Pentagon Prepares to Send Troops to Yemen

March 1, 2002 -- The U.S. military is working with Yemeni officials to hammer out details on a plan to combat terrorism in the Arab state.

Pentagon officials would not confirm details, but ABCNEWS has learned there are plans to send as many as 200 U.S. troops to Yemen to train forces there, the birthplace of Osama bin Laden's father and suspected home to the accused terrorist mastermind's al Qaeda forces.

The troops would train and equip Yemen security forces with small arms and gather intelligence. They would not engage in combat, but act mainly in an advisory role — an arrangement similar to the one taking place in the Philippines against the Muslim separatist Abu Sayyaf, and proposed in the former Soviet republic of Georgia.

"Especially since Sept. 11, we've been working with a variety of countries to find out, what are the things we can do together?" said Pentagon spokeswoman Victoria Clarke. "How can we help many of these countries with logistical support with training, with the appropriate levels of equipment so they can better combat terrorism in their own countries?"

Confirming a Wall Street Journal report, a senior Yemeni official told Reuters today that the White House had approved a mission to send hundreds of troops to train and advise forces in the Arab state. It was unclear when the U.S. troops would arrive in Yemen.

"In the framework of cooperation between Yemen and the United States, U.S. forces will arrive gradually to hold training courses," the official said.

A government official in Yemen speaking with The Associated Press did not say when the troops would arrive but said the forces will enter Yemen at different times in groups of 20 to 30 people, who will stay for 15 to 20 days.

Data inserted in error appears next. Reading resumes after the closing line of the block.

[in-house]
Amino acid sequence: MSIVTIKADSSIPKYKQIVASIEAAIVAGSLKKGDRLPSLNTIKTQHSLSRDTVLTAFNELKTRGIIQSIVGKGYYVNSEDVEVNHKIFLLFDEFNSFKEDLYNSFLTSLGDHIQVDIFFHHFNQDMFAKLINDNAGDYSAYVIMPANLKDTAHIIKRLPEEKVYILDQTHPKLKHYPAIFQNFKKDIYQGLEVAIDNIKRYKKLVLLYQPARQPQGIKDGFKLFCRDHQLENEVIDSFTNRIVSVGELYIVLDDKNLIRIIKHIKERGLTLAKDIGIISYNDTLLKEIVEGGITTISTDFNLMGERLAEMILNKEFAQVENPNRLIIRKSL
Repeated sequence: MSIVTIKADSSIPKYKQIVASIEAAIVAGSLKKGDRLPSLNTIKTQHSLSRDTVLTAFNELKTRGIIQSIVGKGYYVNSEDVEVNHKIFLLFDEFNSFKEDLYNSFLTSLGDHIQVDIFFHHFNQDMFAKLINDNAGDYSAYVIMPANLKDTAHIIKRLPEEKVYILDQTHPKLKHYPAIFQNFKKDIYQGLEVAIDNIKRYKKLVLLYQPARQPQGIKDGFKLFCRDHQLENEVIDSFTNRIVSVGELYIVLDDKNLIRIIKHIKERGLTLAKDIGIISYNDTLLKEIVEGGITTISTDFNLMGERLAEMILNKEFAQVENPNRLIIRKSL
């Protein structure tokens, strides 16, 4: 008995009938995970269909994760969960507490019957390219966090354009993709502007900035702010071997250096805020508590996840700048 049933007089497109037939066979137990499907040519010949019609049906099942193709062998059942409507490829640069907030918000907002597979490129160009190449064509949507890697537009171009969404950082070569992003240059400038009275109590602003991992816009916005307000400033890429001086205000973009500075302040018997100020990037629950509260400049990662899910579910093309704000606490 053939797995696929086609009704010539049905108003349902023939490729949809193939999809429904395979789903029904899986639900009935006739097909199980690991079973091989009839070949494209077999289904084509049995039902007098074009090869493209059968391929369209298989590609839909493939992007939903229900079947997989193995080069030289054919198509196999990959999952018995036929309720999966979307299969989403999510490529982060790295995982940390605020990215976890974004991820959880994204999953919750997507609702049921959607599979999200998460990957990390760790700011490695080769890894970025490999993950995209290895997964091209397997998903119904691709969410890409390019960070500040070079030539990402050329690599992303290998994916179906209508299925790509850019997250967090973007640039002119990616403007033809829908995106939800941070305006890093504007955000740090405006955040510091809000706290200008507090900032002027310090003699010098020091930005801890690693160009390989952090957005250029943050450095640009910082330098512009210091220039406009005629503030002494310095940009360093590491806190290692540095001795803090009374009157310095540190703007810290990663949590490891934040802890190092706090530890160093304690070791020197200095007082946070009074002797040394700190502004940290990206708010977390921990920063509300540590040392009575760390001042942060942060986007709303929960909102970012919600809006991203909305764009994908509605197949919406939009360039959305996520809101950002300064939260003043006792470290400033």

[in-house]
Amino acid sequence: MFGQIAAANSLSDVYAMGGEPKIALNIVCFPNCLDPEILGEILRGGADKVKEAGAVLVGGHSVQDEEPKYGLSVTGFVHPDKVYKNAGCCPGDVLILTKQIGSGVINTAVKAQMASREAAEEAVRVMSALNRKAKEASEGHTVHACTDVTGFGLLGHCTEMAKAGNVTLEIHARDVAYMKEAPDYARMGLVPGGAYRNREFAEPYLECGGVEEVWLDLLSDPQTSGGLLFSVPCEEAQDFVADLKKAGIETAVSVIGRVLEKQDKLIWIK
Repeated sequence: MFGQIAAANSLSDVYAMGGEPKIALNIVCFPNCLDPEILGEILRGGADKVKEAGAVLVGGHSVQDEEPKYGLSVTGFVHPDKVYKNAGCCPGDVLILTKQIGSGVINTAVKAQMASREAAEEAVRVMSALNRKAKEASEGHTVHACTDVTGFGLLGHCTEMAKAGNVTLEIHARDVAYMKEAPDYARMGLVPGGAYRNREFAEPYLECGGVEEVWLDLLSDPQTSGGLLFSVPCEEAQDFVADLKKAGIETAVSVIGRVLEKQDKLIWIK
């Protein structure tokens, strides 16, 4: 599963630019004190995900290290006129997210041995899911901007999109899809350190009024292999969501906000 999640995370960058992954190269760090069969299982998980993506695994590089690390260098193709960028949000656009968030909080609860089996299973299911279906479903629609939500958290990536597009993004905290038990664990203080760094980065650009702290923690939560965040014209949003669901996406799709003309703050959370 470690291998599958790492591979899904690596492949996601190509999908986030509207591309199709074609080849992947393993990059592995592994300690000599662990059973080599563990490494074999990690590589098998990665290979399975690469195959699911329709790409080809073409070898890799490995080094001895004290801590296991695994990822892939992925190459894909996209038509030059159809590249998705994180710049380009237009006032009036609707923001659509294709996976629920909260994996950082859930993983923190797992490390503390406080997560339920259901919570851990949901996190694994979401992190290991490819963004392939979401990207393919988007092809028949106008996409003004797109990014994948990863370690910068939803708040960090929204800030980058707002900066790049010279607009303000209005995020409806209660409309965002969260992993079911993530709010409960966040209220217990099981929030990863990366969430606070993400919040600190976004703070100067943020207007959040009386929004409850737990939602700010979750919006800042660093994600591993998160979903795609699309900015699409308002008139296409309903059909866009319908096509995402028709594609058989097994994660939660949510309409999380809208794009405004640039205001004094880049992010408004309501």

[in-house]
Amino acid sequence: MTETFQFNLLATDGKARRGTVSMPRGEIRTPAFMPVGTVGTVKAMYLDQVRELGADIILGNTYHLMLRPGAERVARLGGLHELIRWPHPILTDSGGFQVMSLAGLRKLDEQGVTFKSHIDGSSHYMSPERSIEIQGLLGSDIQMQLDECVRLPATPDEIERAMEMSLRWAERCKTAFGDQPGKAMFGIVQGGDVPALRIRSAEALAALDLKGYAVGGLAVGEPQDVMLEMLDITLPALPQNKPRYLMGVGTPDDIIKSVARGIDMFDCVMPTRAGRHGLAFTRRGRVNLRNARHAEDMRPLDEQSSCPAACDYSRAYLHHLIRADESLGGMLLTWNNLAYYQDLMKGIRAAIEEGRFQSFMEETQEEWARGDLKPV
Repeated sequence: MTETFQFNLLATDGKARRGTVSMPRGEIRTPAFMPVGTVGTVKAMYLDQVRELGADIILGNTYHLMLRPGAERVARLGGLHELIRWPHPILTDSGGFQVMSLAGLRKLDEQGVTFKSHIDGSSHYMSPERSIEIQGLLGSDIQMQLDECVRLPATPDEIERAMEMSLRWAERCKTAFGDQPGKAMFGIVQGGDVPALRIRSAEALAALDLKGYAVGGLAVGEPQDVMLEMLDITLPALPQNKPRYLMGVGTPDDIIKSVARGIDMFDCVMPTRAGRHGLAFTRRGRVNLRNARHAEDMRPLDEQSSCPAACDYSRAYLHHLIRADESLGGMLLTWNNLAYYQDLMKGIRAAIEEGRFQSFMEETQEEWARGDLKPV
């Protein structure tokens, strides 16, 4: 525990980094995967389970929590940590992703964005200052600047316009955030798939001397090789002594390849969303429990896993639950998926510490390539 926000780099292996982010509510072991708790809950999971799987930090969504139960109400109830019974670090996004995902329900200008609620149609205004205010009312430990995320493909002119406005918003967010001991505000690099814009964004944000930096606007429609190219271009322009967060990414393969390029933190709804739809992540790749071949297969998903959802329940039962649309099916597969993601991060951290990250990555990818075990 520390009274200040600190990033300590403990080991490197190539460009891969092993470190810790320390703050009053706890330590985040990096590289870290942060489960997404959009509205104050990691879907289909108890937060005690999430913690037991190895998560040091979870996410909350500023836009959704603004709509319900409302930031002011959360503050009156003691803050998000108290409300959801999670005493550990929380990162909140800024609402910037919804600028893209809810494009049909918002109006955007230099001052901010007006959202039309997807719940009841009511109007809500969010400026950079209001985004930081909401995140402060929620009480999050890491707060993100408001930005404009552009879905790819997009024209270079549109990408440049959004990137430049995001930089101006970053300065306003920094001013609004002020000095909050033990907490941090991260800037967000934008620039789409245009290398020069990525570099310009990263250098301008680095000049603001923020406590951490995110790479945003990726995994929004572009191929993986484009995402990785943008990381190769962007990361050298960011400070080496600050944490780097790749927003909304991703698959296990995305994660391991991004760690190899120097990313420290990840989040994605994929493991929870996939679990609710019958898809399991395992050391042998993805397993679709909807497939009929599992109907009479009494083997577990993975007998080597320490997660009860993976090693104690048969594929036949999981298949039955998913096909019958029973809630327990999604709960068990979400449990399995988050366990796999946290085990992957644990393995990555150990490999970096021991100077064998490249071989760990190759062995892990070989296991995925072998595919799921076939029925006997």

Yemen, often seen as a haven for Islamic extremists, has been searching for al Qaeda members in an apparent attempt to cooperate with the U.S.-led war on terror. The USS Cole was in the Yemeni port city of Aden when it was bombed in October 2000.

Hunger Strike Fading

A hunger strike by prisoners at the Guantanamo Bay, Cuba, detention facility appeared to be fading as U.S. military officials agreed to allow the detainees to wear turbans during prayers.

The hunger strike was apparently sparked when a turban, made from a bedsheet, was forcibly removed from a praying prisoner on Tuesday. Detainees were only allowed to wear skullcaps or loosely draped towels on their heads.

Marine Brig. Gen. Michael Lehnert, the commander at Guantanamo Bay, spoke to the detainees for the first time on Thursday night and announced that they can now wear turbans. For security reasons, however, those turbans will be inspected at random.

Officials have been concerned that prisoners could hide weapons inside the turbans.

"These are bad folks and let's not forget that," Air Force Brig. Gen. John Rosa told a Pentagon briefing today. "We have two goals: humane treatment of detainees and the security of our own people."

The change in policy appears to have placated at least some of the prisoners. Only 73 of the 300 detainees chose not to eat breakfast this morning, down from 107 on Thursday.

Two protesting prisoners were treated for dehydration with intravenous drips, Pentagon officials said.

Marine Maj. Steven Cox said the turban incident may have triggered the strike, but officials who interviewed detainees say the prisoners are also concerned about the uncertainty of their situation.